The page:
Excerpt from my in-progress novel
When James, Melody, and the kids moved into town with the fresh optimism of outsiders, they soon met the next door neighbor, who, oddly enough, always wore a smile. There was no “Welcome to the Neighborhood” plate of cookies, but rather a quick education in the New England way. After exchanging initial pleasantries, Tom got to business: “Let me show you where the property line is.” And so he marched James to the rebar pin at the corner of their back yards.
“Paid good money to get this surveyed. Mind the offsets if you’re going to put a shed up or something,” Tom said.
Taken aback by this impressive display of passive aggression, James had little to say besides, “Oh, OK.”
“Oh and the previous owner was elderly, so I mowed the lawn for them, and shoveled the snow too,” Tom continued. “You look young enough, so you’re on your own. Good to meet you. Take care.”
“Oh, OK. Thanks.”
Woodbridge, Vermont, was well passed its glory days, at least according to the old-timers. The teenagers seemed to agree, as they gave the town its unofficial motto. Caught in the middle were many of the 20-, 30-, and 40-somethings, who either hadn’t left town, or found their way into town, and were trying to make a go of it.
But not too many years ago, somebody spraypainted “Woodbridge Sucks” on both sides of the train overpass on the north side of town. As graffiti goes, it was tame enough, and perhaps artistic enough, and certainly true enough, so it stayed. Rumors abounded about who was responsible, but no one owned up, and ultimately no one seemed to care. The vast majority of the traffic in and out of town had that message drummed into their head every day. Most folks stopped seeing it, at least consciously. A few towns over, in a different world, somebody spraypainted in a similar spot: “You’re going to be OK.”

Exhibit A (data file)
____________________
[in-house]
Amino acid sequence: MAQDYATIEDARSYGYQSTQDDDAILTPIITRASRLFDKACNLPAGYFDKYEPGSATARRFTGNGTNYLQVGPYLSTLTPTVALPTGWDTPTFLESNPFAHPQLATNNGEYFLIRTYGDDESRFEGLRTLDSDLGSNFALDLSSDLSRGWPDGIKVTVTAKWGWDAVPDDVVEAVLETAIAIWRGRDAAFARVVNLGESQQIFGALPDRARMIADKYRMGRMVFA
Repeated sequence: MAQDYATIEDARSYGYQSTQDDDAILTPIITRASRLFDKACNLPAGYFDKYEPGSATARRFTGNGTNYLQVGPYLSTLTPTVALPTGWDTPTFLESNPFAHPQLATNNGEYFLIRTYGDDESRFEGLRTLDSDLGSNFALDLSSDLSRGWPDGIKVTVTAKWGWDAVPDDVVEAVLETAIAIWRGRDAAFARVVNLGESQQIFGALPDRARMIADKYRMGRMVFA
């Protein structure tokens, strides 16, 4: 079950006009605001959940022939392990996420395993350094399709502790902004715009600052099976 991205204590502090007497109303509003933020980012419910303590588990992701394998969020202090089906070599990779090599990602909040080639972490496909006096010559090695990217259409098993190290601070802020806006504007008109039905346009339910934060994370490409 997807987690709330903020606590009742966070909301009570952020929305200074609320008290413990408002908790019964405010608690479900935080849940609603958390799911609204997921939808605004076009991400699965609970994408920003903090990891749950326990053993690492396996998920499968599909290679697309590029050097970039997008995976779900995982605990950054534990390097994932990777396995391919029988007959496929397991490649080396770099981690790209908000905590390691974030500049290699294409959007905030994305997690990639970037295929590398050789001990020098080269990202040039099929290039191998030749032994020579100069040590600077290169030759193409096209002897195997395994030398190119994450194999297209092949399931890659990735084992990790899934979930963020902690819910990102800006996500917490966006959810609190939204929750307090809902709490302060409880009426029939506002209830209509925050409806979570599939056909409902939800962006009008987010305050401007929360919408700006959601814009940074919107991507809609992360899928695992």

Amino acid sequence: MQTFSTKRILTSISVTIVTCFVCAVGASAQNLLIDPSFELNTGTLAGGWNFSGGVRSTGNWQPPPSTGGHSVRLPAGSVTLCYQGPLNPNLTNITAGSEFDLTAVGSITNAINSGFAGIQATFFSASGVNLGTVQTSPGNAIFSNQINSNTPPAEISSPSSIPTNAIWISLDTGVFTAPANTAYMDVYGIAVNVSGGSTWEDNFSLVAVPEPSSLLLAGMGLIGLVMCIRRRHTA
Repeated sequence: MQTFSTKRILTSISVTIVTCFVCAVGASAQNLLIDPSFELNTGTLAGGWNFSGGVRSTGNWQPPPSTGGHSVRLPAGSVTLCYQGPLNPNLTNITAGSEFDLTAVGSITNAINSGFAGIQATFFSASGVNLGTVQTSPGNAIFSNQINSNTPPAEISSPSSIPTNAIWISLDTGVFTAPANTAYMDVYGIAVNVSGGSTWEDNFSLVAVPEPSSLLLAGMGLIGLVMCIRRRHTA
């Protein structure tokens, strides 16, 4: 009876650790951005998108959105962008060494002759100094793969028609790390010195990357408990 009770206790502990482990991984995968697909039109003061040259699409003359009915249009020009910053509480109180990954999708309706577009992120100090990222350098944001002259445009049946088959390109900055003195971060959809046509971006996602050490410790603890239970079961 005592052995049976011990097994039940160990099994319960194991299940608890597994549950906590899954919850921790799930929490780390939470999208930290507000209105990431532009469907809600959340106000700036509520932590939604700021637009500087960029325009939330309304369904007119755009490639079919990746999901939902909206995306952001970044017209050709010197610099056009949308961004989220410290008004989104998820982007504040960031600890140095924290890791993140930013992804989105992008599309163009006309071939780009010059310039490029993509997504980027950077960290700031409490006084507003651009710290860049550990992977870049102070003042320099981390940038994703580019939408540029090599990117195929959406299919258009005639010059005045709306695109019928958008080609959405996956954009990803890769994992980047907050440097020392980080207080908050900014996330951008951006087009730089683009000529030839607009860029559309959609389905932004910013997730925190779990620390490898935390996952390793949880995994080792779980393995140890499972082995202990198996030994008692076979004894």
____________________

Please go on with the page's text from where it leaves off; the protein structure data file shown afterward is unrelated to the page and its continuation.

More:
“Woodbridge Sucks” became the unofficial town motto. Highschoolers, longing to break out of the small town, repeated it to each other daily. 20somethings, caught in the grind of low wages, high fertility, and cheap narcotics grumbled it to themselves often. The few professionals in town, who kept to the outskirts and the high ground, shook their heads and thought it often as they passed through town. Retirees, who made up the majority of the population, would never utter such a vulgar phrase out loud, but certainly believed it whole-heartedly. Gone were the simple times. Gone were the days when they had all the influence and control, so for them too, Woodbridge did indeed suck.
Still new in town, attracted by the Vermont landscape and lifestyle, James hadn’t yet noticed the graffiti on the railway overpass. But whenever one of the kids hit a ball too far, or one of the dogs got loose, or even if a random piece of trash was blown into Tom’s yard, James relished the thought of an ever-watchful Tom noticing him linger a little too long across the line.